I'll repeat again - check the circuit inside the lid, you should be able to see what could cause the issue - it's almost certainly not on the PCB, the chances are EXTREMELY small.

As I mentioned before, this is a very common fault, and I've never seen one yet that was a fault on the PCB.
 

wickline

New Member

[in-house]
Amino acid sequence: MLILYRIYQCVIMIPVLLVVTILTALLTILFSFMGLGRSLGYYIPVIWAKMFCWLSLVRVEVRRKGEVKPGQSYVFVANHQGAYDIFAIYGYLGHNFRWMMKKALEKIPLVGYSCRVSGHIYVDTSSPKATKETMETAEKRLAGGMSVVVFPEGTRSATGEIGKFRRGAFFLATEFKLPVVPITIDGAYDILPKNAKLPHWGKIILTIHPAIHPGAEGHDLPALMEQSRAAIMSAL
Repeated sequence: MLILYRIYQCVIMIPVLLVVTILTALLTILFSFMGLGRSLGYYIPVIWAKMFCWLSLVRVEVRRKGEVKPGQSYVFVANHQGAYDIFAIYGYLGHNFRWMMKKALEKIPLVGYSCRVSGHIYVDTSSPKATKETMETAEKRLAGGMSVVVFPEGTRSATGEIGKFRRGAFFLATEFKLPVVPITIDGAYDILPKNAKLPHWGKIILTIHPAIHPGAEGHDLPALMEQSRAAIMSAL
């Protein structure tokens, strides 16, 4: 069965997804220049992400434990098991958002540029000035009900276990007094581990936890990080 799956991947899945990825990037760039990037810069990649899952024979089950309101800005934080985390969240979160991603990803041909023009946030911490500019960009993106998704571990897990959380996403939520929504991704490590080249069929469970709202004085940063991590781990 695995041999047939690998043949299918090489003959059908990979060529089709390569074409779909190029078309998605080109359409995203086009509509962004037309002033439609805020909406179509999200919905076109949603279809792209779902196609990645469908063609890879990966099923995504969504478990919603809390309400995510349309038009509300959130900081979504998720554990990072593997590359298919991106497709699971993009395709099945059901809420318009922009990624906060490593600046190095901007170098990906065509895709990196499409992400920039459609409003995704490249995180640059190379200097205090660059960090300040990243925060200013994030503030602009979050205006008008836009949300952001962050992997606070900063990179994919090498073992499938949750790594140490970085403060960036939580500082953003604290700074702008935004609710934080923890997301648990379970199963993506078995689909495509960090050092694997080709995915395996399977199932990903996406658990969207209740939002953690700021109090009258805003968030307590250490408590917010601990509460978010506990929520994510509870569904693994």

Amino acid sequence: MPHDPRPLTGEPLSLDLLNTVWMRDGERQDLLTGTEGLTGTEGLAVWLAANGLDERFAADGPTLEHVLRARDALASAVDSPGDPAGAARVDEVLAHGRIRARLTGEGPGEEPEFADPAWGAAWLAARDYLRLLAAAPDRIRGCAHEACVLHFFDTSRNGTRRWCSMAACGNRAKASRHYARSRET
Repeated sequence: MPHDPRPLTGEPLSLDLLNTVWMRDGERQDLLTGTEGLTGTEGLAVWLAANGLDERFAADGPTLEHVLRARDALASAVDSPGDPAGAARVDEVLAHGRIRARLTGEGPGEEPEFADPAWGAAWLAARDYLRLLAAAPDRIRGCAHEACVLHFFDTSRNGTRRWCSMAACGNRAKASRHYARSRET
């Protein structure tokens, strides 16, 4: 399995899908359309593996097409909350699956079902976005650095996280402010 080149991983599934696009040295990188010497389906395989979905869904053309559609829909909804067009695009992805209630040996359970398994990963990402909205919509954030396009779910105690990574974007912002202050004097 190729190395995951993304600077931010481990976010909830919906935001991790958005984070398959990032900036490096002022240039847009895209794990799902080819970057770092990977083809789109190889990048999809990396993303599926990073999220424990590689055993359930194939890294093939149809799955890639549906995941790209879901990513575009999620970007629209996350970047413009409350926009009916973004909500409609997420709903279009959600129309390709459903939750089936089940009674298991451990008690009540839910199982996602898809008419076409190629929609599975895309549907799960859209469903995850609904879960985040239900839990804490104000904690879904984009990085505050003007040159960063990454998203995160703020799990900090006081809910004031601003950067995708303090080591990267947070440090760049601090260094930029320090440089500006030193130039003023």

Thanks for the advice Nigel. I did verify the interlock switches (previously mentioned door open / closed tests) and cavity thermostat (continuity at ambient temp) were all functioning properly. Since the magnetron engages (and overheats due to the fan not operating) I'm not sure where else I would look for a cause of the fan and turntable not operating while these individual components pass resistance checks. I'm attaching what I've located on the internet as to what I believe is the appropriate tech data sheet this unit (tech data sheet renamed to my model number - not the original filename). Unfortunately the tech data sheet is not with the unit - I can see the plastic wrapper it would have been contained in but someone prior to me has separated it from the unit. I should mention that the one I'm attaching indicates presence of inverter power supply - that is not the case with this unit - it has the high voltage transformer, capacitor, and diode. Where else would you have me look off board besides the tests I've already done? Again, I appreciate the guidance very much - it's got me stumped. I've been unable to upload the service manual I found due to file size.